Anglo’s exit plan
Thousands of jobs will be shed as resources giant details strategy to unbundle and dispose of local assets
Anglo American this week moved to exit local assets as it intensified the most radical restructuring in its almost 100-year history, as part of its battle to survive amid a drastic drop in commodity prices due to the slowdown in China. In South Africa, the group will sell its 10 coal mines, its iron ore mines and its 40% stake in manganese producer Samancor, and will cut jobs at its local diamond mines.
Anglo chief executive Mark Cutifani, who joined the company in 2013, this week said the group was conducting an “open tender process” to sell its local coal mines.
All potential buyers had to be fully empowered and meet a number of other requirements.
“We are in conversation with Eskom and the government,” he said, regarding the sale of the coal mines.
Anglo’s 70% stake in Kumba Iron Ore could either be sold down or unbundled.
Investors are concerned about Anglo’s restructuring plan, saying the group has moved too slowly to implement one.
In an interview with the Financial Times this week, Cutifani said Anglo had been too late in selling underperforming mines during the commodities downturn.
Minister of Mineral Resources Mosebenzi Zwane said this week: “The sale of assets allows for new black economic empowerment champions to participate in this industry, thus further driving our broader socioeconomic objectives, including economic transformation.”
Already there are buyers eyeing the assets that Anglo wants to sell.
South32, which owns 60% of Samancor, is keen to buy Anglo’s Samancor stake.
Mike Fraser, South32’s Africa president, said: “We know the assets well and ... they are the best in the industry ... We would be a buyer if the price is right.”
At the same time as Anglo is selling assets, it is adding to the thousands of local jobs it has already cut.
De Beers, 85% owned by Anglo, this week advised its employees that up to 310 jobs could be cut, said Tom Tweedy, a De Beers spokesperson.
Anglo’s move to exit local assets follows in the footsteps of other mining majors.
Last year, BHP Billiton spun off its South African assets into South32 and Glencore placed its Optimum coal mine into business rescue after a dispute with Eskom.
The key driver for Anglo’s sales is to firm up its financial position, which has been battered by four consecutive years of losses, including a record loss of $5.624 billion (R86.7 billion) in 2015.
Anglo’s accumulated losses total $10.6 billion over the four years from 2012 to 2015.
Cutifani said the group would narrow its focus to just three commodities – diamonds, platinum and copper – from nine.
“Cutifani has had a tremendously difficult job. He has been fighting fires since he arrived at Anglo,” said an analyst, who wished to remain anonymous.
The group will slash it assets to 16, down from 65 that the group held in 2014.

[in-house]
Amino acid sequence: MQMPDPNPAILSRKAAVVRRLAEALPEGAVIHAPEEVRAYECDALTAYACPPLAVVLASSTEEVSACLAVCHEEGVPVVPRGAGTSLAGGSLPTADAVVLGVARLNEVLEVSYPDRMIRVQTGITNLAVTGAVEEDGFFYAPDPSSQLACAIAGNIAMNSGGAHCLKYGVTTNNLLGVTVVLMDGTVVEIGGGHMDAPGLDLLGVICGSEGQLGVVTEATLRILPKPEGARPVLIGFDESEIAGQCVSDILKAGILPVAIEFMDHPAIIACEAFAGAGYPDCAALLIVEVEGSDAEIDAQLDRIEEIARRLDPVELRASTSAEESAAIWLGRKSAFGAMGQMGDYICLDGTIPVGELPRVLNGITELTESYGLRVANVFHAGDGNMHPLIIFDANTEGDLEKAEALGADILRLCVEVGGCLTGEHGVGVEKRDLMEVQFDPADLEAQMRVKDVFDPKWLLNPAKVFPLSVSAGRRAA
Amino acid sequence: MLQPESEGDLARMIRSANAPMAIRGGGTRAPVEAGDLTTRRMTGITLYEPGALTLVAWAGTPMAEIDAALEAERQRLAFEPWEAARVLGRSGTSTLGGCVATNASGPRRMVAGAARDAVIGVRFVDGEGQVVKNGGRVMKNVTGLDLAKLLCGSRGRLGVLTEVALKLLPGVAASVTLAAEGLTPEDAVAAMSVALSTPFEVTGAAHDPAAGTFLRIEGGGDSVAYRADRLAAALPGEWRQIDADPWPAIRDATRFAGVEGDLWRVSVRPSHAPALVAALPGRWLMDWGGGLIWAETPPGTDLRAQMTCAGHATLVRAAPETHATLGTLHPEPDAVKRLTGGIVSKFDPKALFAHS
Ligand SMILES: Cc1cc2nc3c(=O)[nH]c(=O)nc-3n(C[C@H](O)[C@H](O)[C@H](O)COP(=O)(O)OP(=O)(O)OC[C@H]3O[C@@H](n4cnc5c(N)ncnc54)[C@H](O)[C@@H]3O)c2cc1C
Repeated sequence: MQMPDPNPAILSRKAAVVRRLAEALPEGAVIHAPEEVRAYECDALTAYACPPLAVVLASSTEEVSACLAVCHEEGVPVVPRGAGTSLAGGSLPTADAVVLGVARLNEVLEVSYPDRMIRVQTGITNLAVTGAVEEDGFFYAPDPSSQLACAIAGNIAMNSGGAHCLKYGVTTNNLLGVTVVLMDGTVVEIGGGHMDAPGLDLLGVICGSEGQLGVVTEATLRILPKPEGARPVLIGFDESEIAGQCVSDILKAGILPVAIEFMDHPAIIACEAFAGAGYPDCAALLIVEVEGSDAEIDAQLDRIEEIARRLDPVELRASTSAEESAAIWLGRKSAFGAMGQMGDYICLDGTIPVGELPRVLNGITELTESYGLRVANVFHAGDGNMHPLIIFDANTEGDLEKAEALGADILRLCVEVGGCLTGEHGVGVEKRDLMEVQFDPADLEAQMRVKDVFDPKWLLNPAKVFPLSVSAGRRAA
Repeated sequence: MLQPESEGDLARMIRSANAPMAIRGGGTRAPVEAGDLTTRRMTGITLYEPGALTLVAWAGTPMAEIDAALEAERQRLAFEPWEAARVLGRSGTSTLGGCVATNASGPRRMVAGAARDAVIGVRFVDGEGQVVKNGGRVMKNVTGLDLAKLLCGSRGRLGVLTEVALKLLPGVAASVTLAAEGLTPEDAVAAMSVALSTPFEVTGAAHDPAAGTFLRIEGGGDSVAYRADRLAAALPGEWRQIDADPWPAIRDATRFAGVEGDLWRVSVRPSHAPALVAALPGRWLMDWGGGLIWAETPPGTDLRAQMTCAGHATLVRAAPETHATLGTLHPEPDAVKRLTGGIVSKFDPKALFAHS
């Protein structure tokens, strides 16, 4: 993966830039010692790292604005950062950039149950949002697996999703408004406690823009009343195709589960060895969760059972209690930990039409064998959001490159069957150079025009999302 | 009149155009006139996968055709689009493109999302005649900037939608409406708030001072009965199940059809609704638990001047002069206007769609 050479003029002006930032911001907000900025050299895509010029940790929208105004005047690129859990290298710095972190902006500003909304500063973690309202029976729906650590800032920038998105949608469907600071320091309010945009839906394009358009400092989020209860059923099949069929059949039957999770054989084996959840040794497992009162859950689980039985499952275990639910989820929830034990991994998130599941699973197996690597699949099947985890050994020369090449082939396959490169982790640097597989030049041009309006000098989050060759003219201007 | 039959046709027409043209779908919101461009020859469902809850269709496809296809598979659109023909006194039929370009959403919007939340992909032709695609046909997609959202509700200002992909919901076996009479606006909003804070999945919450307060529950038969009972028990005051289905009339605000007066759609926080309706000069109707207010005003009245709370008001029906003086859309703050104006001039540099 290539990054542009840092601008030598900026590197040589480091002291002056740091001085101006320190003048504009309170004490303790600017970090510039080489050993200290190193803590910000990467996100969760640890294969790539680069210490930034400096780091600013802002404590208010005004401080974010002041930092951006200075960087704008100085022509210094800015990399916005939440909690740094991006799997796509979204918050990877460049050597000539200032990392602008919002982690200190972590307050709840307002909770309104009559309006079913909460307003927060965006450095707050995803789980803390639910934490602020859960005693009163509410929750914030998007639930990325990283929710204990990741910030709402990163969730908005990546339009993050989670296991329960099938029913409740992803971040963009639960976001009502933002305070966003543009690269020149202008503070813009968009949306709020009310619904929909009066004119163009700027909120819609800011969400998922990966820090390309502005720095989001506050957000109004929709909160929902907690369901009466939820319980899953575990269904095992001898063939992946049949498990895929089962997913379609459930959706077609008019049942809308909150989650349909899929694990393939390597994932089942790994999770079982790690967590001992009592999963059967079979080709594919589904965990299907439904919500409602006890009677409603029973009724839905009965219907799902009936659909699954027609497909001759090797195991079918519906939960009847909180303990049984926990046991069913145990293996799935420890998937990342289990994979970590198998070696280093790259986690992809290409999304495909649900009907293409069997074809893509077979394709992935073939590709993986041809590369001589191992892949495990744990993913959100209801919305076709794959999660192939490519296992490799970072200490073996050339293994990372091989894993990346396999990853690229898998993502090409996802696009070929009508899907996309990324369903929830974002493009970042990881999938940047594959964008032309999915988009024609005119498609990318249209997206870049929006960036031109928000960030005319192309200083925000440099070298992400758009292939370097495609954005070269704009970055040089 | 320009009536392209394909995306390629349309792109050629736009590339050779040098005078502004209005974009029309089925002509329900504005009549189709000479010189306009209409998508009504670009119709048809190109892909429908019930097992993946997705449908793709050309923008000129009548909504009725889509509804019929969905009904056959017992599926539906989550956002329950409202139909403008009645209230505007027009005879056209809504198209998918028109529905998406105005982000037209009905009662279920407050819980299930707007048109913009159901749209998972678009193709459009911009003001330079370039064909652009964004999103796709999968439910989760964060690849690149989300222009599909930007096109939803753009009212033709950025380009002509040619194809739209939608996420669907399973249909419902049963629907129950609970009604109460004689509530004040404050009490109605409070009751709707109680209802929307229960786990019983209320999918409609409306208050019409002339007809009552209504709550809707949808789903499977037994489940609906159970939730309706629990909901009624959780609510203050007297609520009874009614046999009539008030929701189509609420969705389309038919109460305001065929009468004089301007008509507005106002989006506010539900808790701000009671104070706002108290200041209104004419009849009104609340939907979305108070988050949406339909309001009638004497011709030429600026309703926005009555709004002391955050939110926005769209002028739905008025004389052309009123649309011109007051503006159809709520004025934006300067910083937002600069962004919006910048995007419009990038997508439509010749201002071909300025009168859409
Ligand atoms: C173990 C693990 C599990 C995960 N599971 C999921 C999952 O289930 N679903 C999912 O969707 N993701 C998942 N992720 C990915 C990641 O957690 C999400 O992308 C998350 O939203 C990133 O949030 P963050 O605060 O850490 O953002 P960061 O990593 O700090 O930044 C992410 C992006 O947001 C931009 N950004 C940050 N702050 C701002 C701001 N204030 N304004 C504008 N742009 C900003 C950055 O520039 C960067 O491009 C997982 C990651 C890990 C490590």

This is even more radical than the restructuring Cutifani announced in December, when the group’s portfolio was to be cut to about 25 assets.
Of the 16 core assets, only seven of these mines – two diamond and five platinum mines – will be located in South Africa, down from 26 at present.
“Anglo will no longer be a diversified mining company, and it is certainly going to be a lot smaller,” said an analyst. This year, Anglo is planning to sell assets worth between $3 billion and $4 billion, from net sales of $1.7 billion last year.
The group cut its net debt to under $10 billion from $12.9 billion at the end of 2015 with a medium-term debt target of $6 billion.
The planned asset sales and restructuring will see Anglo’s staff count drop from 128 000 at the end of last year to 50 000.
This year, Anglo will cut its capital expenditure to less than $3 billion, down from $6 billion in 2014.
Last year, the group halted its dividend.
Anglo’s global mining rivals are also under pressure. Glencore has halted its dividend, sold assets and issued shares for cash to secure its financial position.
Rio Tinto this month also reported a loss for last year and indicated that it could cut its dividend.
There is speculation that BHP Billiton will cut its dividend too, later this month.
Anglo’s share price has underperformed its major competitors. Over the past year, its share price in London is down 63%, while Glencore has fallen 57%, BHP Billiton is 47% lower and Rio Tinto has declined by 38%.
Adding to Anglo’s woes was that all three major ratings agencies – Standard & Poor’s, Moody’s Investors Service and Fitch – downgraded the group’s credit rating to junk status.
“[Anglo faces] high execution risk associated with restructuring plans as challenging market conditions are likely to slow the pace of the portfolio transformation,” Moody’s said.
Cutifani said Anglo was hoping to get its investment grade rating back by midyear.